On July 30th, the grand opening ceremony of Tesla’s Gigafactory based outside Sparks, Nevada took place. Although nowhere near full planned capacity, this is a major step for Tesla moving towards their mission of accelerating the world’s transition to sustainable energy. The plant will produce the lithium-ion batteries required to power the planned production rate of 500,000 cars per year by the end of this decade. Tesla alone will require today’s entire worldwide production of lithium-ion batteries, and the company expects to be at full working capacity by 2020, with the first cell production commencing in 2017.
The Gigafactory will produce batteries for significantly less cost using economies of scale, innovative manufacturing, reduction of waste, and simply having the whole process under one roof. The expectation is that the per kilowatt hour (kWh) cost of the battery pack will be reduced by 30%.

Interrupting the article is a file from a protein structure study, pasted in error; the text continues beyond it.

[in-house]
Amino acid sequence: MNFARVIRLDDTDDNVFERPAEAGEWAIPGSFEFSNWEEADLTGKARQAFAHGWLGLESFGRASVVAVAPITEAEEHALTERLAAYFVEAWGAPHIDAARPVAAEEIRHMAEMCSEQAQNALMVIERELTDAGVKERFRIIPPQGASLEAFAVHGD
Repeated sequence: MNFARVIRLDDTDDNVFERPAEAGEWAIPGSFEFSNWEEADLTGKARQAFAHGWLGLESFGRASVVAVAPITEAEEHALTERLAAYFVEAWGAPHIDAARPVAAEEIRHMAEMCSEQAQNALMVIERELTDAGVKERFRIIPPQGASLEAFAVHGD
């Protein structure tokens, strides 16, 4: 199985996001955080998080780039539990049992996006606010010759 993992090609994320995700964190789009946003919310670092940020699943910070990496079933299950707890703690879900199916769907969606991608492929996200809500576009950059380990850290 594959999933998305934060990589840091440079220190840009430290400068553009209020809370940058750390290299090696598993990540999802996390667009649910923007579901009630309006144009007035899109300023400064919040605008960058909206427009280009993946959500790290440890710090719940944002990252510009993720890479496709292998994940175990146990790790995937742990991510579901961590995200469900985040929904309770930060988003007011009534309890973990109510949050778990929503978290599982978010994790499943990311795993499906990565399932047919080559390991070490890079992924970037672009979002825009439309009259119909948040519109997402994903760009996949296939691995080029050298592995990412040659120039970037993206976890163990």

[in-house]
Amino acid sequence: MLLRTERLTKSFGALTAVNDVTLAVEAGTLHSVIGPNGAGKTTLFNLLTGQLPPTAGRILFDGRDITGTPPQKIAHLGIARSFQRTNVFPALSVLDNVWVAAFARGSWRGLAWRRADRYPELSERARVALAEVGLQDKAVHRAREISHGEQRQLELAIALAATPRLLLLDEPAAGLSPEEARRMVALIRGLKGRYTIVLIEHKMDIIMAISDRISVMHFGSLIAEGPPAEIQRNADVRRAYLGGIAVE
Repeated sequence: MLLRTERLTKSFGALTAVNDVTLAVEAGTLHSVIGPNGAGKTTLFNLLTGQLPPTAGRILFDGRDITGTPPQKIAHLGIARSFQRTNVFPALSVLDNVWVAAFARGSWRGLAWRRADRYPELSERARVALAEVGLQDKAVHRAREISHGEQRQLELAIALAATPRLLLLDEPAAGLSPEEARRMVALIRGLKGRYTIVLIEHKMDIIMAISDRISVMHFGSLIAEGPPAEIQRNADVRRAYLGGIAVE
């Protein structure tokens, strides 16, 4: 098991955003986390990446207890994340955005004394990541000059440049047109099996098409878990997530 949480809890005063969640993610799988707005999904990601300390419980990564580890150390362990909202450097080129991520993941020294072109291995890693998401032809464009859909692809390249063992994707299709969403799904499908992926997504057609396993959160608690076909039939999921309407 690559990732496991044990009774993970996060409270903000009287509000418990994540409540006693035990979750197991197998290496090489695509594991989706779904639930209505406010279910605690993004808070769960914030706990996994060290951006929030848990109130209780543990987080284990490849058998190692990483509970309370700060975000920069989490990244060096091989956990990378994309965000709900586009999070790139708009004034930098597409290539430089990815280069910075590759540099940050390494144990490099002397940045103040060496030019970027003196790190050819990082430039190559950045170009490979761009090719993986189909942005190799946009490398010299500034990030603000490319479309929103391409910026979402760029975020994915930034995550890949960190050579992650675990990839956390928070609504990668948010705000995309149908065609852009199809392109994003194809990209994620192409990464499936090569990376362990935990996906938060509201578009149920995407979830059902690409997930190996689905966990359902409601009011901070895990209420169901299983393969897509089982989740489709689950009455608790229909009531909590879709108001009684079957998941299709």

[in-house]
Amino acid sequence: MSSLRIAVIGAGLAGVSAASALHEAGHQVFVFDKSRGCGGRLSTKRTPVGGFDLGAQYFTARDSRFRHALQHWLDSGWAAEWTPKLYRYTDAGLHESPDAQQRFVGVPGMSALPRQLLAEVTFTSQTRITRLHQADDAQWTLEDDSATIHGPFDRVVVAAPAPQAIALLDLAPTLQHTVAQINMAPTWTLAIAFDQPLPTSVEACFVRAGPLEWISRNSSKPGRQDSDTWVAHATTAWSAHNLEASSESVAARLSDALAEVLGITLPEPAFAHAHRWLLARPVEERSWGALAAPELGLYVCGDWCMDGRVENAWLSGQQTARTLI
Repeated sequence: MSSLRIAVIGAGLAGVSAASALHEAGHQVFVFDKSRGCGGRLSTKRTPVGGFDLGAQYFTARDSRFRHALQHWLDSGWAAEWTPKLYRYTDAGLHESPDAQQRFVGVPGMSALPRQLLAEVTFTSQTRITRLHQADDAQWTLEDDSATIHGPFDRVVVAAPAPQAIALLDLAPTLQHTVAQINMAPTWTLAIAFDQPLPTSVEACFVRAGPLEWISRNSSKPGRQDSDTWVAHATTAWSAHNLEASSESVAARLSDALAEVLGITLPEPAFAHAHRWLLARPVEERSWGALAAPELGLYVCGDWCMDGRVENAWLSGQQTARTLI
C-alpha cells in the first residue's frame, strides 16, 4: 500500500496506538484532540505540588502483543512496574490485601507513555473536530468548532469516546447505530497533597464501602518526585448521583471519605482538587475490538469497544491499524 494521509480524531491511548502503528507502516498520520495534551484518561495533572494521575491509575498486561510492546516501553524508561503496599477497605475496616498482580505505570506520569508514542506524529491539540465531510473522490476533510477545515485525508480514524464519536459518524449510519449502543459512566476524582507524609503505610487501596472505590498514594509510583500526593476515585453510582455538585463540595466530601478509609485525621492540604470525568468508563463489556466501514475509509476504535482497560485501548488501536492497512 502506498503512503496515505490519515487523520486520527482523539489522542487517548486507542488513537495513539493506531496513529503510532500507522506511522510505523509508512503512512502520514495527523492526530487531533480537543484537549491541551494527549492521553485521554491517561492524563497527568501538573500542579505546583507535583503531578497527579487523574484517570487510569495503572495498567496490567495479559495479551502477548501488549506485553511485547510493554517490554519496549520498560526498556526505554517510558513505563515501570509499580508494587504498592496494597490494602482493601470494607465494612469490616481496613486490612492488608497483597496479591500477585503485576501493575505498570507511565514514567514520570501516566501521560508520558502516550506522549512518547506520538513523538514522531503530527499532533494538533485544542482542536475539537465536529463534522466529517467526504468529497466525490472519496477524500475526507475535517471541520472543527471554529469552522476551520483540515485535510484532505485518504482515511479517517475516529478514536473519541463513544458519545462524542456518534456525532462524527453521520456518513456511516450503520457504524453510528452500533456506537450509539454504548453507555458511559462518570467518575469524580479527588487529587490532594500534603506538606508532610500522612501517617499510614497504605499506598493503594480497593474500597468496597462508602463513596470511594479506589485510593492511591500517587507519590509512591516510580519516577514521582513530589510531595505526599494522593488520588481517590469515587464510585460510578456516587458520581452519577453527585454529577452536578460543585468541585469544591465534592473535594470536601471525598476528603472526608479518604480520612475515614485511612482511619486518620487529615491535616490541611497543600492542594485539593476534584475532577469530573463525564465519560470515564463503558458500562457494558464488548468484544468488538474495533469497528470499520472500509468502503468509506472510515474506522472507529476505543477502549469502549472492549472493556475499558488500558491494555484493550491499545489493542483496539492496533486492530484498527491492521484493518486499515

This massive $5 billion investment is on a 3000 acre (12.14 SqKm) site and now employs 1,000 workers building seven days a week on two shifts in an effort to have lithium-ion batteries rolling off the manufacturing line earlier than originally planned. The current structure is still less than one sixth the size of the completed construction.
The popularity of lithium-ion batteries has been growing steadily over the last few years, but since the announcement of Tesla’s plan to build the Gigafactory, the price of lithium has skyrocketed in the last year. The price of lithium carbonate surged 30% to around $8,000 a ton, with some spot market trades apparently hitting $25,000. This makes for a welcome change, certainly in traders’ eyes, as the last ten years have not been been on a high. It is expected that market volatility will settle and supply will eventually creep above demand over the next few years.